Specializing in Eastern Europe, I spend a lot of time in Europe’s little countries, where there’s a finite number of cities worth exploring. Traveling through France, though, I’m struck by how deep this country’s bench is. You could spend weeks in France, never set foot in the heavy hitters, and still have a great trip. One of my favorite examples of this is the utterly underrated city of Albi.
Like its most famous former resident, Henri de Toulouse-Lautrec, Albi is a lovable underdog. Sitting an hour off the freeway between Carcassonne and the Dordogne, Albi gets missed by most tourists. Maybe that’s why it’s such a delight. It’s a red-brick, sun-parched town with a strollable old center, a magnificent fortress-church, and a half-day’s worth of engaging sightseeing.
Albi was the home city of the Cathars, those “heretical” Christian rebels who stood up to the Pope in the Middle Ages. (They’re also called the Albigensians, after their home city.) After they were defeated, the Vatican built this huge, humorless cathedral — more fortress than church — as a stake in the heart of Albi, and the Albigensians.
Inside, the cathedral’s opulent artwork drives home this same fire-and-brimstone message. The Last Judgment altarpiece makes the consequences of disobeying the Church gruesomely clear.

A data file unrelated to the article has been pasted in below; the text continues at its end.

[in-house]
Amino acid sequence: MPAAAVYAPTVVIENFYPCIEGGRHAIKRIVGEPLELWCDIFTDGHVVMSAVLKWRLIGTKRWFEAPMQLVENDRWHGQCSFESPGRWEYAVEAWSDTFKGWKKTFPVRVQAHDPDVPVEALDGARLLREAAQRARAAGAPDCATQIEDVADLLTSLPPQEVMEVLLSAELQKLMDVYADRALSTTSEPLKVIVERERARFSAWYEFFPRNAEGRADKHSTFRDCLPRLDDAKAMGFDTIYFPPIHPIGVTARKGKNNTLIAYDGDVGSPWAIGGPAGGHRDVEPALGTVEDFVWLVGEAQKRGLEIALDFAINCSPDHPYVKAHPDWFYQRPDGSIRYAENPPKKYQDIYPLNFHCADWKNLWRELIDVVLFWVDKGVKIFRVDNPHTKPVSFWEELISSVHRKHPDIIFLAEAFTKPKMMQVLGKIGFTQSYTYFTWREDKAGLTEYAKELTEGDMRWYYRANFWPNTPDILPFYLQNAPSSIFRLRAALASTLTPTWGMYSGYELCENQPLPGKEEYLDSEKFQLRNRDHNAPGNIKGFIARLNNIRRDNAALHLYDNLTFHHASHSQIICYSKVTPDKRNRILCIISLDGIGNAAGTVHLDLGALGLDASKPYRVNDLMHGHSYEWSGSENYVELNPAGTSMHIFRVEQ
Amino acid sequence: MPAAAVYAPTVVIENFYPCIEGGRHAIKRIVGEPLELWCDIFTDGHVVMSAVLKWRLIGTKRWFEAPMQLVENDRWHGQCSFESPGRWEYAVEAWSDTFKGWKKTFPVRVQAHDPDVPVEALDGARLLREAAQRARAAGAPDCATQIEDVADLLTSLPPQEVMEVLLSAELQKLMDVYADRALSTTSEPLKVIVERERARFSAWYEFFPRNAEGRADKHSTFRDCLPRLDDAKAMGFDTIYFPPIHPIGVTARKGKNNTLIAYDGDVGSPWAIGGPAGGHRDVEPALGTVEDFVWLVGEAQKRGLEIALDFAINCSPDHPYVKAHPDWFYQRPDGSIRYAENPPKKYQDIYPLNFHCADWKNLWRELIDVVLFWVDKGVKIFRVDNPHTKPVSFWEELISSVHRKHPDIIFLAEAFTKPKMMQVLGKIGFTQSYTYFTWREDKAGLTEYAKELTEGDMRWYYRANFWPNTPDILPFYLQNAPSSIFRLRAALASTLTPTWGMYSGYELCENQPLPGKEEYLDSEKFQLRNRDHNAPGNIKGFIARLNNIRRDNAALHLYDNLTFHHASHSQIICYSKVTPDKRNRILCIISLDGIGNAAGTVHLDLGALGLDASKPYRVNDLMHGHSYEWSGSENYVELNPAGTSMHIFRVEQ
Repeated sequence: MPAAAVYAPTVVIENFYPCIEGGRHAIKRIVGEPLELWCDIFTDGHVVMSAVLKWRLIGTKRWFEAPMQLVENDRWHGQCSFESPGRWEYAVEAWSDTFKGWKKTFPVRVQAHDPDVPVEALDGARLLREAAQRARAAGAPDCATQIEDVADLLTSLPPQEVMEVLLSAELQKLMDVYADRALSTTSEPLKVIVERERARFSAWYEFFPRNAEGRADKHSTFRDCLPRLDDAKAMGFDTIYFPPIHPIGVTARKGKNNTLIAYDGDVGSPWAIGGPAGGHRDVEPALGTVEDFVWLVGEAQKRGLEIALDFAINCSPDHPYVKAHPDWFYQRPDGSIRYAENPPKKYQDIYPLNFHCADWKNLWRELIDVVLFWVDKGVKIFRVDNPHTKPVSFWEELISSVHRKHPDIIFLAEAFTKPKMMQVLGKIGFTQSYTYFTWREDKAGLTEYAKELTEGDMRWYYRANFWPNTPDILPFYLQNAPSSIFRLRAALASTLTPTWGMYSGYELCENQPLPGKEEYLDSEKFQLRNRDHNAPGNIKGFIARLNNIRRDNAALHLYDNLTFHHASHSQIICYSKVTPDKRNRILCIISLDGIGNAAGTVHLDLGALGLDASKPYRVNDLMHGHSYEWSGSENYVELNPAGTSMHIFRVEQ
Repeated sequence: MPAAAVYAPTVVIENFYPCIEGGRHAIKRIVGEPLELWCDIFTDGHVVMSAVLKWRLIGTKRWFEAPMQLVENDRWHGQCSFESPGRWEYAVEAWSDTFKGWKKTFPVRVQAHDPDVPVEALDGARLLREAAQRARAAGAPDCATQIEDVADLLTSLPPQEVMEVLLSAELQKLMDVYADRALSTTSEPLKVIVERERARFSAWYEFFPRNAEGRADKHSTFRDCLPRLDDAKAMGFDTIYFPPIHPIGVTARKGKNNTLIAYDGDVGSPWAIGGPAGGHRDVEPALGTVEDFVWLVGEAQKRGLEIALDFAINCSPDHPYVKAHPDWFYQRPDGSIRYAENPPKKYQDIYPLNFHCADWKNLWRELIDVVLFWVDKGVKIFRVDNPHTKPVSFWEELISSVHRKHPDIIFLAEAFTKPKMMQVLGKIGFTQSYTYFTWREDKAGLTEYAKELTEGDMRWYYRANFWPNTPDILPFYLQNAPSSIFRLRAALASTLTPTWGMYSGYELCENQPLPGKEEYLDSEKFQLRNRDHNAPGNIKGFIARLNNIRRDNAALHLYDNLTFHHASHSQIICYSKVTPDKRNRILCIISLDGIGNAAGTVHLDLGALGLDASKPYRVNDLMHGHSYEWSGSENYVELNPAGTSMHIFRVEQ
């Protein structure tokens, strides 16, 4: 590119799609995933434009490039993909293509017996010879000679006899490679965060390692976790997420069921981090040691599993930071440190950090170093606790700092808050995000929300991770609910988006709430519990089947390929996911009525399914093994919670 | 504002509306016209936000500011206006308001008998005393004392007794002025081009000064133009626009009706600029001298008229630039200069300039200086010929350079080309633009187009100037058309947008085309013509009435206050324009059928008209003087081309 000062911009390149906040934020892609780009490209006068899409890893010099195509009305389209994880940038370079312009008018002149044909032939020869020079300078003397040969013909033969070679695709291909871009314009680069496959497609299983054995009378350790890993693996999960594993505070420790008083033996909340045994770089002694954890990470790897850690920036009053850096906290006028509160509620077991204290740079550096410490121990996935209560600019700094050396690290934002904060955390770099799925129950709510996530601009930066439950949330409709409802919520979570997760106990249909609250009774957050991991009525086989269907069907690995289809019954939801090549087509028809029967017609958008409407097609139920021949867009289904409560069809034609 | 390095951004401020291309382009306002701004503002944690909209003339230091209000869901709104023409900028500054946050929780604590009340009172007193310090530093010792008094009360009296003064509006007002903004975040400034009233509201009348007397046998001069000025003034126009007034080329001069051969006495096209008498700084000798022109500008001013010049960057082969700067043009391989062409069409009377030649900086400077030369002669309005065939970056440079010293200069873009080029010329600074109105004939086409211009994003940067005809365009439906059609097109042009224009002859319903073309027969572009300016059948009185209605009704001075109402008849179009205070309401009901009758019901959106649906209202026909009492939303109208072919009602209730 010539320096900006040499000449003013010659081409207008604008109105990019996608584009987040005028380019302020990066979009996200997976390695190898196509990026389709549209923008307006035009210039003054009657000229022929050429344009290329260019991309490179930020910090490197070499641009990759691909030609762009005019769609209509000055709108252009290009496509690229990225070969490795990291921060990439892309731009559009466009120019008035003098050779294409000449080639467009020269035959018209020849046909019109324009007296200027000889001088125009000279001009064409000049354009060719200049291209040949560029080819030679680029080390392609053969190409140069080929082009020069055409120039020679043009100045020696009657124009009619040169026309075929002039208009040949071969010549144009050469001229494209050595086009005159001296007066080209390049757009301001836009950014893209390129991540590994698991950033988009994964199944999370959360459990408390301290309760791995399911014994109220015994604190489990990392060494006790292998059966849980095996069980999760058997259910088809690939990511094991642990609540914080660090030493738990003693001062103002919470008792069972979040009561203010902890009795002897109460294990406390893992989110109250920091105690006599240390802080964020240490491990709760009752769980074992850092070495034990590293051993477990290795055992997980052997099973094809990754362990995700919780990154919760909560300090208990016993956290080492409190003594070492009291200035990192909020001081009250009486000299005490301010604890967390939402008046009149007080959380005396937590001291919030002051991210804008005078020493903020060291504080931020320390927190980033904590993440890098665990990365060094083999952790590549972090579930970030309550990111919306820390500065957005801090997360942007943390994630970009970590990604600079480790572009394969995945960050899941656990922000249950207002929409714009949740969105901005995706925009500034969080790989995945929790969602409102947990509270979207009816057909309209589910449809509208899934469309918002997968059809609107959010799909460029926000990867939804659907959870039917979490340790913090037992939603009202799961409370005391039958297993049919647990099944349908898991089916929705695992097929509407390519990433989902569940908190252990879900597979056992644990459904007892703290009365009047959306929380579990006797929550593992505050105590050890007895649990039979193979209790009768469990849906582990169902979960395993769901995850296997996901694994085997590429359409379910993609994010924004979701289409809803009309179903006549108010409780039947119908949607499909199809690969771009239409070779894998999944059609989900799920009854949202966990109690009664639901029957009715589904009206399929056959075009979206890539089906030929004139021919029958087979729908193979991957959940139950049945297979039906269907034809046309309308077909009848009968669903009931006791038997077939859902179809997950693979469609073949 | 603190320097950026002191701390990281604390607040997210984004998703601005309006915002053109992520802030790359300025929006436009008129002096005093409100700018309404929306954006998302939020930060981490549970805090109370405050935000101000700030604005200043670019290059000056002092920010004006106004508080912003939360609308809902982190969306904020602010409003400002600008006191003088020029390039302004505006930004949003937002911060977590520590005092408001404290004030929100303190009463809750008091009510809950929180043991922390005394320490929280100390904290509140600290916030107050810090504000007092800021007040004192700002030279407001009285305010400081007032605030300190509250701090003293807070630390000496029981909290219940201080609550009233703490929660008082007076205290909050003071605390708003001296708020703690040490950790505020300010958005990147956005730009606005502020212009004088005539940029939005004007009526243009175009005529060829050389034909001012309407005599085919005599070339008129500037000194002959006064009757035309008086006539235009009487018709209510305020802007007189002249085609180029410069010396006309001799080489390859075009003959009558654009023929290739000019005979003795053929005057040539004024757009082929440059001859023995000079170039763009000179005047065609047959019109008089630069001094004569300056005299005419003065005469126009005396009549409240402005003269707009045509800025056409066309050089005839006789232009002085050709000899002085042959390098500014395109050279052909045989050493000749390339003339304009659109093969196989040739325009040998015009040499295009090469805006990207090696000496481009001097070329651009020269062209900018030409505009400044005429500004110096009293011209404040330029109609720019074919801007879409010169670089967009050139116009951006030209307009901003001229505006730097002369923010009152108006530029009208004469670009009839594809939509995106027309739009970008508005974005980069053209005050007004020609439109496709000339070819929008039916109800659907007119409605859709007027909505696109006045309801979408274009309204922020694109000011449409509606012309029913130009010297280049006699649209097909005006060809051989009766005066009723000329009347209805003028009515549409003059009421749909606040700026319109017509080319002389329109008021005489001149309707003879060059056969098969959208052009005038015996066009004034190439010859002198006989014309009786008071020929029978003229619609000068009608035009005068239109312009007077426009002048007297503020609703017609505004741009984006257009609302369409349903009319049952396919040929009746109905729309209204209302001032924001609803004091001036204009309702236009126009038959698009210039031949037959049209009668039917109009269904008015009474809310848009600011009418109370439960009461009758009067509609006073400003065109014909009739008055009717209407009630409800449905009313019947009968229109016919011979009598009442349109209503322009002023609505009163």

Next to the cathedral sits the Toulouse-Lautrec Museum, with the finest collection of the talented artist’s work outside of Paris. And just beyond is this stunning garden overlooking the Tarn River. Some cities are characterized by a color, and when I think of Albi, I think of the gentle maroon of sunbaked bricks.
From the cathedral, inviting streets fan out through town. And, like any great city, Albi hides plenty of surprises behind its eye-pleasing veneer. This medieval cloister — packed with a picnicking field-trip group during my visit — is a tranquil eddy that sits, almost unmarked, off the main drag.
The fortified medieval villages (or bastides) in the countryside near Albi are equally enchanting. I dropped in on a few recommended in our Rick Steves’ France guidebook, but my favorite was Castelnau-de-Montmiral — with what may just be the cuddliest main square I’ve ever seen. If I hadn’t had a long drive ahead of me, I could have happily settled in here for a drink…or a week.
Most travelers give Albi a miss. But that’s a mistake. Stop here for a lunch break — or even spend the night — and you’ll have this fine city all to yourself.
Next stop: the Dordogne River Valley.